Year-end is a natural time for investors to review their portfolio’s performance.

And while it’s a good idea to check in on your portfolio, it is a crucial mistake for mutual fund shareholders to ignore the potential tax impact of year-end capital gains distributions. Returns without an awareness of the tax implications can be problematic on a number of fronts.

What are mutual funds and why do they pay out capital gains distributions?

A mutual fund is an investment vehicle that pools together monies from multiple shareholders to purchase securities, typically stocks or bonds. Shareholders receive benefits such as diversification, as the fund will hold many securities for which it would be unrealistic for an individual to conduct due diligence on, professional expertise, provided by the fund’s managers, and technological resources, leveraged by the fund’s technicians. Shareholders also benefit by having a team of analysts reviewing and rebalancing their portfolio, in order to keep the fund in line with its stated goals, and from the liquidity which mutual funds afford.

Throughout the year, mutual funds will make buys and sells to ensure that their strategy remains in line with their stated objectives, and to take advantage of any market dislocations. Depending on how long these assets were held by the mutual fund, profitable trades may fall into one of two taxable categories, short-term and long-term capital gains. Short-term is applicable for investments held for less than one year, and is generally taxed as ordinary income, while long-term applies to positions held for longer than one year, and is taxed at the long-term capital gains rate. Mutual funds are mandated by law to distribute at least 98% of their net capital gains (after “netting” out trades with losses and gains) to shareholders once per year; typically, mutual fund distributions are paid out in November or December. The distribution that you receive will be dispersed automatically by the mutual fund, and may consist of both short-term and long-term capital gains. Because mutual funds may execute hundreds or thousands of trades each year, estimating your resulting tax liability can be quite challenging, but failure to do so can leave you susceptible to significantly underestimating what you owe in April, and can even result in moving you into another tax bracket.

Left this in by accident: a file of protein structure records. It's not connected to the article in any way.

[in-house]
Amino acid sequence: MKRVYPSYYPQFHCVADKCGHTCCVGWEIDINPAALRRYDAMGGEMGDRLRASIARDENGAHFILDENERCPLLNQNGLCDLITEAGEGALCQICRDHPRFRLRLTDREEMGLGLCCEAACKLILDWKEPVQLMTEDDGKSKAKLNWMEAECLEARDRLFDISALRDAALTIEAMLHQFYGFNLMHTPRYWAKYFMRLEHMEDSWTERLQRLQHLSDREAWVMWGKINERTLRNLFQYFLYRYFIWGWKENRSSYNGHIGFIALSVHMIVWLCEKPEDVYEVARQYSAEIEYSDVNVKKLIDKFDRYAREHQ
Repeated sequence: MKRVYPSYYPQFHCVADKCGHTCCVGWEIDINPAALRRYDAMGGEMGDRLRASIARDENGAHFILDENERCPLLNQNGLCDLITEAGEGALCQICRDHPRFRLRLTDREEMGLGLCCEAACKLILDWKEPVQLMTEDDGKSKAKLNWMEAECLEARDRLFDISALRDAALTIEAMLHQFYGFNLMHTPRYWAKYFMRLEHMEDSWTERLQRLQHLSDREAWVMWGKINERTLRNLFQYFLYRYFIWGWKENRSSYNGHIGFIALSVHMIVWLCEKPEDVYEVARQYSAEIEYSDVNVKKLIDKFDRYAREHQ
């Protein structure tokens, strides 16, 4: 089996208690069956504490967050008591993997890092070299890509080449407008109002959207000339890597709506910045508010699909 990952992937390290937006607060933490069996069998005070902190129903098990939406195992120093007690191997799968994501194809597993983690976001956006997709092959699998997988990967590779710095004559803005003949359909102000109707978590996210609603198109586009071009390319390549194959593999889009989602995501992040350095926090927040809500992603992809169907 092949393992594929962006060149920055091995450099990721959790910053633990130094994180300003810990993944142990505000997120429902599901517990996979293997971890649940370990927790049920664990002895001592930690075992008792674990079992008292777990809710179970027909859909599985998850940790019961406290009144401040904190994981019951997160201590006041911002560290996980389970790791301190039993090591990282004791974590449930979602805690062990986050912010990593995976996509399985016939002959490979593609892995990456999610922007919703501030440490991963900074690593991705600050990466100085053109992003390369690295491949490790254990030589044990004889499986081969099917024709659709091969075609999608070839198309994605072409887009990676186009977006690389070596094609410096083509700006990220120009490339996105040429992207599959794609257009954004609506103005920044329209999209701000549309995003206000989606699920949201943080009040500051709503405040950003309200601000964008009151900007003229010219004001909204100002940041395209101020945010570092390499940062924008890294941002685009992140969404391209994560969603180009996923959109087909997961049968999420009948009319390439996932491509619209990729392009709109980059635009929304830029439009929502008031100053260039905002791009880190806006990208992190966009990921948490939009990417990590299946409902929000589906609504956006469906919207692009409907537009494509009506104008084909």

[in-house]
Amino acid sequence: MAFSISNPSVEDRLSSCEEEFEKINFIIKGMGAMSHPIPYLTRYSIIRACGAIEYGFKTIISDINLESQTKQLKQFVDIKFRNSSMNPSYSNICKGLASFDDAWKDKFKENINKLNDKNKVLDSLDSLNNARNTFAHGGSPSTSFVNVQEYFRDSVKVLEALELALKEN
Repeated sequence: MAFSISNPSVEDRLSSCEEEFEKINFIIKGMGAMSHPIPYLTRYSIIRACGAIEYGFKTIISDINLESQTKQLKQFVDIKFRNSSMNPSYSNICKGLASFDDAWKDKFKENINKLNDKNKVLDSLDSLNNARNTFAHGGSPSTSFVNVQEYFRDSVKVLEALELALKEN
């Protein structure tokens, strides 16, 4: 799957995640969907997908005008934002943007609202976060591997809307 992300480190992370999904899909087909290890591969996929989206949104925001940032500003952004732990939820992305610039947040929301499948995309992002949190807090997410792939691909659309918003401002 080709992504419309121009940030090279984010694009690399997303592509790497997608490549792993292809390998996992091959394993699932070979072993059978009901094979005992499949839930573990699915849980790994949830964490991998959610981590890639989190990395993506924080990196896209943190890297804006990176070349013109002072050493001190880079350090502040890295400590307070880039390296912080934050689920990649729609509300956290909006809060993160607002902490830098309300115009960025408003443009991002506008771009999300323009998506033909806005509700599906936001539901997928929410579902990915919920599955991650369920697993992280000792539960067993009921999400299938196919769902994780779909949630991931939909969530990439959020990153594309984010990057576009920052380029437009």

Mutual funds are a practical part of my investment allocation and I am sensitive to paying more than I should in income taxes; how should I navigate capital gains distributions?

First, consider the location of the mutual fund holding.  If the fund is held within a qualified account, such as an IRA, there would be no income tax bill from a distribution. Within a taxable account (such as a trust, or a joint or individually held investment account), an investor should avoid buying the fund prior to the distribution date. It is also important to weigh the difference in taxes between selling the fund prior to the distribution date or holding onto the fund and taking the distribution.

Mutual funds typically post estimates for year-end capital gain distributions and pay out dates in November or December. The extent to which your advisor monitors these distributions can vary considerably – ranging from an investment advisor, who may execute your trades dutifully, but leave all of the planning elements to you, to a wealth management firm who may monitor and evaluate distributions, but only those they deem significant. Our Investment Management process includes evaluating all mutual fund distributions, no matter the size.  And for each client we serve, we monitor, review and estimate the tax implications from all such distributions. This allows us to make investment trades throughout the year to minimize the tax bill, and to more efficiently rebalance and align each client’s portfolio to support their unique goals.

In 2016, U.S. stock mutual funds paid out nearly $200 billion in capital gains distributions, according to the Investment Company Institute.  By our measurements, 2017 capital gains distributions will be nearly as significant, driven in part by recent stock market appreciation.  Without properly estimating the tax implications, mutual fund distributions can represent lost opportunities to offset losses or execute carryforwards, and in some circumstances, can leave an investor wide open for headaches come April.

In our opinion, year-end is an occasion best spent with family. And as a matter of course, we monitor the tax implications of capital gains distributions for each of our clients, to simplify the complexities of their wealth, and to give them back the most precious commodity of all: time.

If you have any questions about our tax planning or investment management process, click here to reach out to our team.

Chase D. Conti, CFP®

Senior Investment Analyst

Hall of